The readers of the Blade, based on recent surveys by the newspaper, are quite affluent. According to a survey this past winter, 62 percent of the readers have incomes of $30,000 or above and 30 percent have incomes of $50,000 and above; the majority of readers are between the ages of 26 and 54; 77 percent own a car; 53 percent own a home; 37 percent own a computer; 79 percent own a videocassette recorder; and 48 percent own a compact disc player. A whopping 80 percent said they were loyal to Blade advertisers, with 70 percent claiming they would alter their shopping habits if a retailer that advertised in the newspaper pulled its ads.
"The ads draw in a lot of customers who tell me that they would not come in if I did not support the paper," said Michael Barnaba, owner of Crown Liquor in Dupont Circle. "There are a lot of gays in the area and I want to increase my customers -- and as far as I am concerned everybody's money is green."
Capitol Video, with three locations citywide, also is actively seeking gay customers. "We stock videos for everyone, including those gay customers want," said Richard Martin, manager of the stores. "Since it is in our interest to satisfy customers in the areas we operate in, we staunchly support the gay and lesbian community."
Many retailers cite the spending power of gay people. "Many customers I know to be gay spend very upscale," said Bary Maddox, owner of Graffiti Audio/Video, which has two locations in the District. "I don't see a down side, and I am glad when gays choose to come to us."
That attitude appears to be even more prevalent these days, amid the relatively lackluster selling environment. Retail sales have declined for the past three months, the Commerce Department reported last week. "I'm glad to reach any customer I can to patronize my business," said Susan Lihn, owner of the two-year-old Wake Up Little Susie gift shop in Washington's Adams-Morgan neighborhood. "As retailing gets tougher, niche advertising reaches a large segment of people."
And some businesses, such as Cineplex Odeon, have gotten quite sophisticated about dealing with their gay constituency. "We considered the gay audience an integral part of marketing of many movies, and we'll do creative marketing at clubs, with ads, other things to get them to come in," said Freeman Fisher, Cineplex Odeon's director of advertising and promotions in Washington. "But we also avoid being too token, by only pushing gay-oriented movies. Gays seem to want to watch everything and, I think, are an important part of the reason that Washington is able to be such a great market for varied and experimental movies."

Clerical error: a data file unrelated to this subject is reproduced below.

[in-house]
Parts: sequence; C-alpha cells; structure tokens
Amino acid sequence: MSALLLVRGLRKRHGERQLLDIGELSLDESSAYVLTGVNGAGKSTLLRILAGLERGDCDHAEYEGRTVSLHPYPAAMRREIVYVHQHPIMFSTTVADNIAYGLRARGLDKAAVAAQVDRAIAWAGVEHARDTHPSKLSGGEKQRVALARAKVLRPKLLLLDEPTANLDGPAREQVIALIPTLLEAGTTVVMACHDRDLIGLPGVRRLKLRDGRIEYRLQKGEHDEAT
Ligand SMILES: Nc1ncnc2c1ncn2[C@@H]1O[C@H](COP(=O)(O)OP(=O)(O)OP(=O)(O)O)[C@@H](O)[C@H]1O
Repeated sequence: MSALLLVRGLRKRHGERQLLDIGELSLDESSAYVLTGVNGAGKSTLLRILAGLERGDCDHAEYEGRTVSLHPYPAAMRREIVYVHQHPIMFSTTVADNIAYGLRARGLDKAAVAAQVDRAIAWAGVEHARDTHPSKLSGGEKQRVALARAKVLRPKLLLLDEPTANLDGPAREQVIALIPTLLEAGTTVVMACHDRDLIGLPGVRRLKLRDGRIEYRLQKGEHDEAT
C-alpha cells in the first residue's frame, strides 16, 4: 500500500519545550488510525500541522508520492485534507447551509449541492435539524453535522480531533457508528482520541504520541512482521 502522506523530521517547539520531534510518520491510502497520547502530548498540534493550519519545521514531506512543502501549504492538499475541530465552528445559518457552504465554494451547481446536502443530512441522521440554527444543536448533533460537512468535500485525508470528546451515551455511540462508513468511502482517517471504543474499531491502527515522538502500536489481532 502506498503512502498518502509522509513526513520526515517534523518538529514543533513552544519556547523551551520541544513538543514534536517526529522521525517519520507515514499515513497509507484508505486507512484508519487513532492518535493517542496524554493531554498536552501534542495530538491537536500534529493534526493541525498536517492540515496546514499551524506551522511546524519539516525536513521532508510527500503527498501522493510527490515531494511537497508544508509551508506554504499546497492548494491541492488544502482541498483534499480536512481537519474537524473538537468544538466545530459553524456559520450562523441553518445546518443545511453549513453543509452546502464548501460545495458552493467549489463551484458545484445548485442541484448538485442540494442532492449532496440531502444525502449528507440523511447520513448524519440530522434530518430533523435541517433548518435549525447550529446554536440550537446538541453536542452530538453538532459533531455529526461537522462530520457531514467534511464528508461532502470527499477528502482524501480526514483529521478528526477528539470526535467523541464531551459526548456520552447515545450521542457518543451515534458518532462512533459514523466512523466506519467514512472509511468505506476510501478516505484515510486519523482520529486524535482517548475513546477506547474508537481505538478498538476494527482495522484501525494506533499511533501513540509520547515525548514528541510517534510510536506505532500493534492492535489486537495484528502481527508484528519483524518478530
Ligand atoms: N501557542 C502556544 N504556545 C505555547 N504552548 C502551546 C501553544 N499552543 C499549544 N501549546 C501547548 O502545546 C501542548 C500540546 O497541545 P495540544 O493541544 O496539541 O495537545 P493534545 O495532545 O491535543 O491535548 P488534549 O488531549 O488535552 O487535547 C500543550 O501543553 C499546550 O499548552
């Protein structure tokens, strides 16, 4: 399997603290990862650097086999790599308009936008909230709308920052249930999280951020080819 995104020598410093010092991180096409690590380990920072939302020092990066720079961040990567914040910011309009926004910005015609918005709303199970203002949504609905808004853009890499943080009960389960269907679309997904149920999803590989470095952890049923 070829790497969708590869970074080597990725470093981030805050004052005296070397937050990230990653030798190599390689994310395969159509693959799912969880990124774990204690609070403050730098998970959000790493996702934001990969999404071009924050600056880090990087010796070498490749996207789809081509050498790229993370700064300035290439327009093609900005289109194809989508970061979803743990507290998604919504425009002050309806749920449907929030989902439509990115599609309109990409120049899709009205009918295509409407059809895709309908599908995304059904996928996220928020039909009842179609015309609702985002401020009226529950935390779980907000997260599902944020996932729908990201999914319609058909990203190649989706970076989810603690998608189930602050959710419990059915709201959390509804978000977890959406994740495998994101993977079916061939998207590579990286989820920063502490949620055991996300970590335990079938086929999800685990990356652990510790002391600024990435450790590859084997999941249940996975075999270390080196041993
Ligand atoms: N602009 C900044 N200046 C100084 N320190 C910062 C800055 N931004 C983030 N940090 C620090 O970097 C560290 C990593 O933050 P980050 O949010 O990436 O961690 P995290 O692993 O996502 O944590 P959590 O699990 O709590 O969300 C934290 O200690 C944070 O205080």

Still, there is the sense that important retailers, such as The Gap and The Limited, are not ready to make the jump. "I think we could push them harder, but we still have a limited staff," said the Blade's Michaels, who points out that Miller Beer and the Kennedy Center advertise in his paper. "I think at some point common sense will occur to a lot more businesses that they are ignoring or losing a very good market."
Woodies almost learned that the hard way.
When Duane Rinde was first employed at Woodies as a salesman, his managers asked if he wanted a discount card for a spouse. But when he said he would like one for Rob Teir -- with whom Rinde owned a house in the District and shared bank accounts and living expenses -- they turned him down.
"I was openly gay and ready to prove everything they needed," Rinde said. "I have little tolerance for those that don't accept me and I felt that if they are going to give the card, they should realize that the nuclear family is not what it used to be."
Rinde took his case to the union, who told him it was not "arbitrational" and suggested he try the D.C. and Montgomery County governments, both of which have civil rights protections in cases of discrimination on the basis of sexual preference. It appeared to Rinde that his protest brought trouble at work, including a suspension for failing to punch a time clock and blackballing by some co-workers at the store.